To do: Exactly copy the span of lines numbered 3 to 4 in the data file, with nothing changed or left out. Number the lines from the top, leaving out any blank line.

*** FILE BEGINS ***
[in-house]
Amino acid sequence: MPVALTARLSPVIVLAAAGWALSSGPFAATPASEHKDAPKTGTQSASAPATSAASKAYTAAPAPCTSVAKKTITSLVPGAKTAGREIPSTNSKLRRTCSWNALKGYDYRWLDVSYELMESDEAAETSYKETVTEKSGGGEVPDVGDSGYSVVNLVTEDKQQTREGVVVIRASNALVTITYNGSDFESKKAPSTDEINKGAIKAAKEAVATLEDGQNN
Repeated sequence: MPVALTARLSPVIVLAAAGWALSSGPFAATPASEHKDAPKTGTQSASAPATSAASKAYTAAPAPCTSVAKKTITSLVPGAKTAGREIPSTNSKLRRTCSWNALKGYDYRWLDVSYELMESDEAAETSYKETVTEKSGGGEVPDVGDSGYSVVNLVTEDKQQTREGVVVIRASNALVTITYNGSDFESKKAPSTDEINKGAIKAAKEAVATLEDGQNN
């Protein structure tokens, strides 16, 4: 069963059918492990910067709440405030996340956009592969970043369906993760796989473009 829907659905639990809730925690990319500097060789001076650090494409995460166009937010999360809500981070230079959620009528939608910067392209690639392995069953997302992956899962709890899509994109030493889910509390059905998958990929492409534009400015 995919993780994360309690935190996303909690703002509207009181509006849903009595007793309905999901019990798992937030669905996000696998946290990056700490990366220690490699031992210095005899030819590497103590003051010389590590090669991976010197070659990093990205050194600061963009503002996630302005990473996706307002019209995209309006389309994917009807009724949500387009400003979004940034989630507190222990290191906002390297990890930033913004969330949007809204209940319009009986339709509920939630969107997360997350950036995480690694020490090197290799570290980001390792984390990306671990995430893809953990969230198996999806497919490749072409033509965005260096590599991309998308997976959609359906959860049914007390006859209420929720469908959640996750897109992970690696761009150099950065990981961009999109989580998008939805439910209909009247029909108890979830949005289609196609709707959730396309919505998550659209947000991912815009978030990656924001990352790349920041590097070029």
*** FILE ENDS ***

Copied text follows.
Repeated sequence: MPVALTARLSPVIVLAAAGWALSSGPFAATPASEHKDAPKTGTQSASAPATSAASKAYTAAPAPCTSVAKKTITSLVPGAKTAGREIPSTNSKLRRTCSWNALKGYDYRWLDVSYELMESDEAAETSYKETVTEKSGGGEVPDVGDSGYSVVNLVTEDKQQTREGVVVIRASNALVTITYNGSDFESKKAPSTDEINKGAIKAAKEAVATLEDGQNN
């Protein structure tokens, strides 16, 4: 069963059918492990910067709440405030996340956009592969970043369906993760796989473009 829907659905639990809730925690990319500097060789001076650090494409995460166009937010999360809500981070230079959620009528939608910067392209690639392995069953997302992956899962709890899509994109030493889910509390059905998958990929492409534009400015 995919993780994360309690935190996303909690703002509207009181509006849903009595007793309905999901019990798992937030669905996000696998946290990056700490990366220690490699031992210095005899030819590497103590003051010389590590090669991976010197070659990093990205050194600061963009503002996630302005990473996706307002019209995209309006389309994917009807009724949500387009400003979004940034989630507190222990290191906002390297990890930033913004969330949007809204209940319009009986339709509920939630969107997360997350950036995480690694020490090197290799570290980001390792984390990306671990995430893809953990969230198996999806497919490749072409033509965005260096590599991309998308997976959609359906959860049914007390006859209420929720469908959640996750897109992970690696761009150099950065990981961009999109989580998008939805439910209909009247029909108890979830949005289609196609709707959730396309919505998550659209947000991912815009978030990656924001990352790349920041590097070029």